February saw the return of volatility to the market. Over a span of 10 days, the S&P 500 Index dropped 11.8% in local currency terms. While the drop was fairly typical, the pace of the slide was not. In February, Canadian and U.S. equities, as represented by the S&P/TSX Composite Index and the S&P 500 Index returned -3.02% and 0.36% (C$) respectively. On the currency front, the loonie was dragged down 4.04% against the U.S. dollar. Internationally, negative also prevailed. Over the same time period, the MSCI EAFE Index returned -0.49% (C$) and the MSCI Emerging Market Index -0.59% (C$). FTSE TMX Canada Universe Bond returned 0.15% during the month.
Inflation cools to 1.7%. Statistics Canada reported in late February that the average core inflation advanced in January to 1.7%. The average has been on a steady climb since May 2017. The movement suggests underlying consumer prices have been creeping higher along with Canada’s recent economic strength. However, the economy still faces potential headwinds from NAFTA renegotiations, U.S. tax cuts and new mortgage rules. Also in late February, the government released its “gender themed” 2018 Federal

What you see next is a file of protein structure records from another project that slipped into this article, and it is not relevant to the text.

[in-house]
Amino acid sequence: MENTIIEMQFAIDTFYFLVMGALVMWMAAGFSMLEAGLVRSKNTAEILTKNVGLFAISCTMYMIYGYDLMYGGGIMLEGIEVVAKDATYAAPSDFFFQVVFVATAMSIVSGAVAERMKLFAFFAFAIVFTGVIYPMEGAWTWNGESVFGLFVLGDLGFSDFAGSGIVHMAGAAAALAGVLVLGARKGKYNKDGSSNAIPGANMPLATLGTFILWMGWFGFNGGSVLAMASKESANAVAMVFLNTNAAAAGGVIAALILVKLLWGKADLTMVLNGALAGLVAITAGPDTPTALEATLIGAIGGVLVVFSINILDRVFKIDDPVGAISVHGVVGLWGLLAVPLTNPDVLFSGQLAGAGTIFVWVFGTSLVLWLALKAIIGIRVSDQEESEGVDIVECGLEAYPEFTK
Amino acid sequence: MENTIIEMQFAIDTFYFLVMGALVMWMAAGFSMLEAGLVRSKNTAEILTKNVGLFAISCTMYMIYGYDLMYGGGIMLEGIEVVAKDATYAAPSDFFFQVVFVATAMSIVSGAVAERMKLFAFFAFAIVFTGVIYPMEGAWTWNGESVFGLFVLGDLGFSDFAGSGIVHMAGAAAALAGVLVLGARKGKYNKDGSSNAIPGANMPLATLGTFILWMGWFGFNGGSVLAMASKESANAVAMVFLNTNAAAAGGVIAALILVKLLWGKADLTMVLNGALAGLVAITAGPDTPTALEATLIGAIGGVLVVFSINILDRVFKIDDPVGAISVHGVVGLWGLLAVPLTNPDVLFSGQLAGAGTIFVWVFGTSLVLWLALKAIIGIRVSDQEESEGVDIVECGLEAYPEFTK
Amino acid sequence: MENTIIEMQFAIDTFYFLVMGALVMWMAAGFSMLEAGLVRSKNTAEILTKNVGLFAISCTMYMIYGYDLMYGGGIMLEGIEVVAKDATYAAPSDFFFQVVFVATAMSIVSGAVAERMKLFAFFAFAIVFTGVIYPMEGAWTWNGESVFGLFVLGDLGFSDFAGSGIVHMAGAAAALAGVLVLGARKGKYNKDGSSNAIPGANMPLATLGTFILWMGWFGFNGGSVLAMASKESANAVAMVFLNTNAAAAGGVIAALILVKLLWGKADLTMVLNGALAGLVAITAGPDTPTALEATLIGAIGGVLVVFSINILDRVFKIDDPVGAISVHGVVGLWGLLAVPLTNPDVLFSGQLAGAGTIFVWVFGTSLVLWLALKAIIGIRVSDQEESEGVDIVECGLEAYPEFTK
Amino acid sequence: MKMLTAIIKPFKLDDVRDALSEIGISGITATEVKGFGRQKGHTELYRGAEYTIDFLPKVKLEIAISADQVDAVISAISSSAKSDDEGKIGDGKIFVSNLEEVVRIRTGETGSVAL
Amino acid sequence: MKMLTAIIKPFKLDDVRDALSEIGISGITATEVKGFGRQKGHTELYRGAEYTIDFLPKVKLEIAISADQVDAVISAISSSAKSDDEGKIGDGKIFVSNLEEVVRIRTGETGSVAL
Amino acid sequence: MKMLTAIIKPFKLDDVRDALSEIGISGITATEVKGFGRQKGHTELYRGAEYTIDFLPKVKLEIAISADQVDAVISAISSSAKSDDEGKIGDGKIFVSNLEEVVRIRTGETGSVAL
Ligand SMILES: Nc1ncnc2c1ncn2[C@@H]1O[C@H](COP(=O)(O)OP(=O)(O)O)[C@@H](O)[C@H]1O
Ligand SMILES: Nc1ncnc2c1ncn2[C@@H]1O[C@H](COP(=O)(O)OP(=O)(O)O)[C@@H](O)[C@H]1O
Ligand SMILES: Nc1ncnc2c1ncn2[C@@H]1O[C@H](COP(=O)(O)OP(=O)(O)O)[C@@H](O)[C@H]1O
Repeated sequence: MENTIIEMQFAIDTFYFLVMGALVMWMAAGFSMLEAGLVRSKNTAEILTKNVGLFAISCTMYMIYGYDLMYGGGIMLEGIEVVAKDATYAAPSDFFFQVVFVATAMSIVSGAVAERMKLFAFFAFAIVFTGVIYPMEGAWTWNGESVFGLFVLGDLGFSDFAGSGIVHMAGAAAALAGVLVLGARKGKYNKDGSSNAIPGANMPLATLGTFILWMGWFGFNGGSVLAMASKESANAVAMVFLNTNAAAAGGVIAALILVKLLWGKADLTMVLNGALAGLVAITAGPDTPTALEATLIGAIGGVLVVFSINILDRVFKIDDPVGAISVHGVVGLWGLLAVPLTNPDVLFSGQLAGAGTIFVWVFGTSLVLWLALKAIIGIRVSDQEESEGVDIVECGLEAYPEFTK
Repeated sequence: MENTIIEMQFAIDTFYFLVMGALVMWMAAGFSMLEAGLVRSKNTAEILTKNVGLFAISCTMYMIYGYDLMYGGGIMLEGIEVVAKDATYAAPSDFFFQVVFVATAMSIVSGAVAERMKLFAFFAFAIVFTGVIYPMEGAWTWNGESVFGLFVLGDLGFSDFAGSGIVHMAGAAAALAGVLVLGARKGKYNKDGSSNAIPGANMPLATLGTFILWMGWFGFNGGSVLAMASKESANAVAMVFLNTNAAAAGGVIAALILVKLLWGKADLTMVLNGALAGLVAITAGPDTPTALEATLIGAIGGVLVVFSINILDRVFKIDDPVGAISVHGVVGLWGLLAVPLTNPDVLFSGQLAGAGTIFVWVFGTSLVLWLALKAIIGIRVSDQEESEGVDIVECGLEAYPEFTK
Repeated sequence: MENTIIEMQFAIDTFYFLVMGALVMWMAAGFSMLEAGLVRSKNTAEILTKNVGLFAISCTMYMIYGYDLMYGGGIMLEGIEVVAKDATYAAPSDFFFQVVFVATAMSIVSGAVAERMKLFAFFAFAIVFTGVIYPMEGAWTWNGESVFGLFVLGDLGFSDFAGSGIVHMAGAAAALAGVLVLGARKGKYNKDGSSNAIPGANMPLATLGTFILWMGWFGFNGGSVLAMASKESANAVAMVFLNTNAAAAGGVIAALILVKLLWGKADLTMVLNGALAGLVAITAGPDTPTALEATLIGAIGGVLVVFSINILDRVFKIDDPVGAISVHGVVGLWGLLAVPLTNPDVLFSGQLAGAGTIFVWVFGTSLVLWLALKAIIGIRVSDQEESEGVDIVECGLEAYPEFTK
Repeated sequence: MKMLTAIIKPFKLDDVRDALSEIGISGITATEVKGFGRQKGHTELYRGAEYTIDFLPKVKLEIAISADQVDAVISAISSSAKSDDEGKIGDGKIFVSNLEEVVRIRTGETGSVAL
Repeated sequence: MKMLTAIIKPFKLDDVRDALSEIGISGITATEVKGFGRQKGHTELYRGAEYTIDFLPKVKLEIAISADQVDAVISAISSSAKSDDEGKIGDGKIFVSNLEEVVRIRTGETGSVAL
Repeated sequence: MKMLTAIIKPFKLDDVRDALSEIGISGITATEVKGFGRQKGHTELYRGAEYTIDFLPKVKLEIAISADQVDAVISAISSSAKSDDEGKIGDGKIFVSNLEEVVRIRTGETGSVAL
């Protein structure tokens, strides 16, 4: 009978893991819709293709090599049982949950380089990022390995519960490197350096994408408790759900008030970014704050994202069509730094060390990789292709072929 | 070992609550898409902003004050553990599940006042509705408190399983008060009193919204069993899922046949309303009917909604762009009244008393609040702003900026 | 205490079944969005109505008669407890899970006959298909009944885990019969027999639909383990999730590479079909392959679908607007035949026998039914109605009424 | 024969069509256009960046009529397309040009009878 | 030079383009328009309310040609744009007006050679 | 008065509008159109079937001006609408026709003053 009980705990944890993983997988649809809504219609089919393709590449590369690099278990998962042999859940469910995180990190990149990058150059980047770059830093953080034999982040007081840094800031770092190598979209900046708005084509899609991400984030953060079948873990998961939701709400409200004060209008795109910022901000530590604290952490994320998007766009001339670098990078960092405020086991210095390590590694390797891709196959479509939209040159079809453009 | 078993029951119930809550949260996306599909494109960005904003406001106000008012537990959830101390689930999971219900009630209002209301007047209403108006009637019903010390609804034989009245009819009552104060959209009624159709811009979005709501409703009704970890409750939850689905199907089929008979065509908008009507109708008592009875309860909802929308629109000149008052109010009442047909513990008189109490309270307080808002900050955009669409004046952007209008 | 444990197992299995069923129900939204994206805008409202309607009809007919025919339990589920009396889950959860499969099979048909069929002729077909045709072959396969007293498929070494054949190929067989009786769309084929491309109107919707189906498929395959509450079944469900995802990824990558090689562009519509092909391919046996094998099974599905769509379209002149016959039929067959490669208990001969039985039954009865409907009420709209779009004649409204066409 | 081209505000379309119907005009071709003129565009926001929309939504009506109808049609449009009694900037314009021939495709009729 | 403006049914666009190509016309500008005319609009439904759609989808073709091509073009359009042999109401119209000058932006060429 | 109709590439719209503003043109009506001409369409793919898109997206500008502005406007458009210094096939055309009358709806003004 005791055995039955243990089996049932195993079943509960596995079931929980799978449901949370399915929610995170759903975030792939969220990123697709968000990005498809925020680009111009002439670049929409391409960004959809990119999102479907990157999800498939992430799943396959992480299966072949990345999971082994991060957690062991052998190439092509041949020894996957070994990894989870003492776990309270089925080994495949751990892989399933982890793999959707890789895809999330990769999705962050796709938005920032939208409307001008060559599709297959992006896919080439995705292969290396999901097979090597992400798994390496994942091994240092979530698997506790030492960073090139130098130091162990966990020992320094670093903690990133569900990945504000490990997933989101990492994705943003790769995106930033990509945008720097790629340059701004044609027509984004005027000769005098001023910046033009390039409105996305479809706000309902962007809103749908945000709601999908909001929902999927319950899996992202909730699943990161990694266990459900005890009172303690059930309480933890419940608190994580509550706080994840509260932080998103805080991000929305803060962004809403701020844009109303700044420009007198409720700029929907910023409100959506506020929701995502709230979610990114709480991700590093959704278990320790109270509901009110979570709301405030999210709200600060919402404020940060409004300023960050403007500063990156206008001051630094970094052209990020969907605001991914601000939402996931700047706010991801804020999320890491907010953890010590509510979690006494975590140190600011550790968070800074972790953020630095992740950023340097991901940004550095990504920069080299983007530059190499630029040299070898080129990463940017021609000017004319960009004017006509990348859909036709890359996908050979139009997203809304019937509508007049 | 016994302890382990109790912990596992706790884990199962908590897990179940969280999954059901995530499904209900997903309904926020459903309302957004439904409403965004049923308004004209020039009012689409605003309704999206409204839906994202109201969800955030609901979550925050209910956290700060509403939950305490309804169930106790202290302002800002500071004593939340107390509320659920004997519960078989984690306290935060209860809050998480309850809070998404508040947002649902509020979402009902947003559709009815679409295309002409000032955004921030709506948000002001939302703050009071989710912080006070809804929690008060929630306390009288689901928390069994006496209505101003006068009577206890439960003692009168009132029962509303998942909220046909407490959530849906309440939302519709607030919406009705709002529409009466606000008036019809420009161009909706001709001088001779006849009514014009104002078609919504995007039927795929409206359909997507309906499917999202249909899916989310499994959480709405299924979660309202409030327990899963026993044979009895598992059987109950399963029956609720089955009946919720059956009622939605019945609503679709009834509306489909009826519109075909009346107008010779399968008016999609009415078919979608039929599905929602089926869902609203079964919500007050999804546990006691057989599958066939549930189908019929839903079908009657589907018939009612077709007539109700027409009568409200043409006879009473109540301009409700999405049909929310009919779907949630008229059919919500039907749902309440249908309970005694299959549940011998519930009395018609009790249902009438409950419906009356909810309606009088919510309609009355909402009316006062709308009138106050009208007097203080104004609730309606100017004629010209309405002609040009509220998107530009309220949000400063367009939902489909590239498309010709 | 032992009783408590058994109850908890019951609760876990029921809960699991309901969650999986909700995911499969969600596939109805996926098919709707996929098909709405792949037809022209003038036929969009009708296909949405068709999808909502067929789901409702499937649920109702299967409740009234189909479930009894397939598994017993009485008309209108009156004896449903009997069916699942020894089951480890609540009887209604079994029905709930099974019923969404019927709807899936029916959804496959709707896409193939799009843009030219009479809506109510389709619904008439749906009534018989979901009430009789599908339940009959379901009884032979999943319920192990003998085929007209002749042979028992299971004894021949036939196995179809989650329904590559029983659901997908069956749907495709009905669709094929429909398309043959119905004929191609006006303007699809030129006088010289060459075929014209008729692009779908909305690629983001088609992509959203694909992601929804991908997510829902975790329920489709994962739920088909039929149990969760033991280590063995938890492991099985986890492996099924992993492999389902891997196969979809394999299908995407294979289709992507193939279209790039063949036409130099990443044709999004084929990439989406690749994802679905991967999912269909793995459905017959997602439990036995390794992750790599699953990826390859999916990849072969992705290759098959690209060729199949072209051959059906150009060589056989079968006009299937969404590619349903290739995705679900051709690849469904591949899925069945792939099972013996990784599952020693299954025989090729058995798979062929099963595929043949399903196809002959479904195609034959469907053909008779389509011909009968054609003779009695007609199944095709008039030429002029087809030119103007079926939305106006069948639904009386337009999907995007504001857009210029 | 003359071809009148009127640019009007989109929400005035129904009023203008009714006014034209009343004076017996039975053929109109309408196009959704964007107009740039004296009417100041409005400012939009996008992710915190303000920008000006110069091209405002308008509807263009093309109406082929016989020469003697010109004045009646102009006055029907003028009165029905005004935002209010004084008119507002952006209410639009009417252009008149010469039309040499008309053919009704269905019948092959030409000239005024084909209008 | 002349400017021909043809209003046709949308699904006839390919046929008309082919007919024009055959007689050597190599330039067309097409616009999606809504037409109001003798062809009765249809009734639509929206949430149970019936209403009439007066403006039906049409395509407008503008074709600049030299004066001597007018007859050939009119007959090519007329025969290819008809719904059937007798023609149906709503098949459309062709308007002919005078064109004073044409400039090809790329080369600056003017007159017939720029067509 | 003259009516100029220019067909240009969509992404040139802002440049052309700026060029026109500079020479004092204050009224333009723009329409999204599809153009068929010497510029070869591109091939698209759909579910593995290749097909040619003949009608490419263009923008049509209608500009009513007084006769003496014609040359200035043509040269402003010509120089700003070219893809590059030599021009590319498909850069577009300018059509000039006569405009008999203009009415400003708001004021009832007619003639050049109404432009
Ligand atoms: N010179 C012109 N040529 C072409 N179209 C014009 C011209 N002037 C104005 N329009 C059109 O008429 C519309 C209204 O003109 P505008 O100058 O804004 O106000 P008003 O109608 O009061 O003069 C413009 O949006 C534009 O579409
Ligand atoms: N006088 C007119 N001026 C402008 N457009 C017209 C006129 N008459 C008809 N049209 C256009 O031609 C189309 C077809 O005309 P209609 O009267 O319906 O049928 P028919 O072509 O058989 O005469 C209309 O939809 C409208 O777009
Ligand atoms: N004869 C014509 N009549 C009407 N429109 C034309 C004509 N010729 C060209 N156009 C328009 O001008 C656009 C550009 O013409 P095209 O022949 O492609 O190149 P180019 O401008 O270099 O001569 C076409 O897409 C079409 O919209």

Fed report signals no worries about volatility. The Federal Reserve said in its semi-annual report last month that it still sees equity prices as elevated despite the recent market selloff, but noted that “overall vulnerabilities in the U.S. financial system remain moderate on balance.” The market turbulence last month was triggered in part by stronger-than-expected wage growth that suggested inflation may be turning up after years of hovering below 2%. That fueled concerns the Fed might move to increase rates more quickly than previously expected. Many analysts now forecast four Fed rate increases this year due to strengthening economic momentum.